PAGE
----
67. A Bend in the River by VS Naipaul.

66. Crime and Punishment by Fyodor Dostoyevsky.

65. Dr Zhivago by Boris Pasternak.

64. The Cairo Trilogy by Naguib Mahfouz.

63 The Strange Case of Dr Jekyll and Mr Hyde by Robert Louis Stevenson. I own an omnibus that also has Frankenstein and Dracula, so I read all three together.

62. Gulliver’s Travels by Jonathan Swift.

61. My Name Is Red by Orhan Pamuk.

60. One Hundred Years of Solitude by Gabriel García Márquez. This is my all-time favorite novel. As far as I am concerned, if you have read this, you can pretty much skip a lot of the stuff on this list; you don't need to read anything else. This novel is that good. Anyhow, I own a copy that belonged to my mother, which though tattered, I am certainly holding on to. I have read it a few times, and I will be rereading it soon.

59. London Fields by Martin Amis.

58. The Savage Detectives by Roberto Bolaño. I have been hearing a lot about this author, so it may be time to go read some of his works.

57. The Glass Bead Game by Herman Hesse.

56. The Tin Drum by Günter Grass.

55. Austerlitz by WG Sebald.

54. Lolita by Vladimir Nabokov.

53. The Handmaid’s Tale by Margaret Atwood. I owned a copy of this, but "bookcrossed" it ages ago. It is not the most readable of novels, but it is a necessary reading. If you want an idea of what will happen (especially to women) if a theocracy ends up gaining power in the U.S., read this. It would not be pretty. I think it should be read as a strong warning.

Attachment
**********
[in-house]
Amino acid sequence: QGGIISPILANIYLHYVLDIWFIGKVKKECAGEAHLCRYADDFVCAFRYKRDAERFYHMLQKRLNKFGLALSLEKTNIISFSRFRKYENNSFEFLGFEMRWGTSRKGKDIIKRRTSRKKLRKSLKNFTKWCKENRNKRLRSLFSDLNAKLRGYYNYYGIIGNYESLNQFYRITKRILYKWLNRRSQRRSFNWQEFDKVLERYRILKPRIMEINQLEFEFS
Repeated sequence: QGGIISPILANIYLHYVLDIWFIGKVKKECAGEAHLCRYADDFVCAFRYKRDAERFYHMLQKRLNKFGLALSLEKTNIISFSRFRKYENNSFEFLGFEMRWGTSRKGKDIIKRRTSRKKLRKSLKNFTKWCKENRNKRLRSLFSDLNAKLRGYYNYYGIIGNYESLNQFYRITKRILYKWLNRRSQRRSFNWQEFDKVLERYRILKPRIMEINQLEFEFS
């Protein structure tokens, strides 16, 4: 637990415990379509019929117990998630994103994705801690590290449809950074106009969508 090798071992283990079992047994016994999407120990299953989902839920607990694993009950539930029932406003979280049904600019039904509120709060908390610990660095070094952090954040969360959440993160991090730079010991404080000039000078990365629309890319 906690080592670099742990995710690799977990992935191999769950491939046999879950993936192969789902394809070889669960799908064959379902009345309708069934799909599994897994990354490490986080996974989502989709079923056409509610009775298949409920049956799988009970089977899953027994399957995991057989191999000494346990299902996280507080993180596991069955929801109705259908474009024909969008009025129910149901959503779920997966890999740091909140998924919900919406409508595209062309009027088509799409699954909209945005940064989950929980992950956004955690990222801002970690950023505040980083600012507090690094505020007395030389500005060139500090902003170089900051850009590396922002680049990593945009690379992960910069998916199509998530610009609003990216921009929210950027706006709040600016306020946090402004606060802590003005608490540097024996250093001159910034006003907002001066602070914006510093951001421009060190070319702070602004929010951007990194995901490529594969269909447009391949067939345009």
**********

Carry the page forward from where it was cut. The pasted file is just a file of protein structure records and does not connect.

52. The Catcher in the Rye by JD Salinger. A book that I hated, and as I have said before, Salinger owes me for the time I lost reading his overrated tripe.

51. Underworld by Don DeLillo.

50. Beloved by Toni Morrison.

49. The Grapes of Wrath by John Steinbeck.

48. Go Tell It On the Mountain by James Baldwin.

47. The Unbearable Lightness of Being by Milan Kundera.

46. The Prime of Miss Jean Brodie by Muriel Spark.

45. The Voyeur by Alain Robbe-Grillet.

44. Nausea by Jean-Paul Sartre.

43. The Rabbit books by John Updike.

42. The Adventures of Huckleberry Finn by Mark Twain. I read this and Tom Sawyer in 6th grade English class. Had to reread Huck Finn at some point as an English major, but I can't quite recall when I did it.

41 The Hound of the Baskervilles by Arthur Conan Doyle. Another of my favorite writers. I own a two-volume complete Sherlock Holmes set.

40. The House of Mirth by Edith Wharton. Another English major graduate school reading.

39. Things Fall Apart by Chinua Achebe. I read something else by Achebe in graduate school, but can't quite remember what it was.

38. The Great Gatsby by F Scott Fitzgerald. Ditto on this being a graduate school reading.

37. The Warden by Anthony Trollope.

36. Les Misérables by Victor Hugo.

35. Lucky Jim by Kingsley Amis.

34. The Big Sleep by Raymond Chandler. I have read some of Chandler's short fiction, but never one of his novels. I will have to remedy that soon.

33. Clarissa by Samuel Richardson.

32. A Dance to the Music of Time by Anthony Powell.

31. Suite Francaise by Irène Némirovsky.

30. Atonement by Ian McEwan.

29. Life: a User’s Manual by Georges Perec.

28. Tom Jones by Henry Fielding. I just could not get into this. I owned it (bought it at the same time I got my copy of The Three Musketeers), but went out in the "great weeding." Odds are very slim I will try it again.

27. Frankenstein by Mary Shelley.

26. Cranford by Elizabeth Gaskell.

25. The Moonstone by Wilkie Collins.

24. Ulysses by James Joyce.

23. Madame Bovary by Gustave Flaubert. Read it as an undergraduate. I hated it, but one does what one has to do as an English teaching major.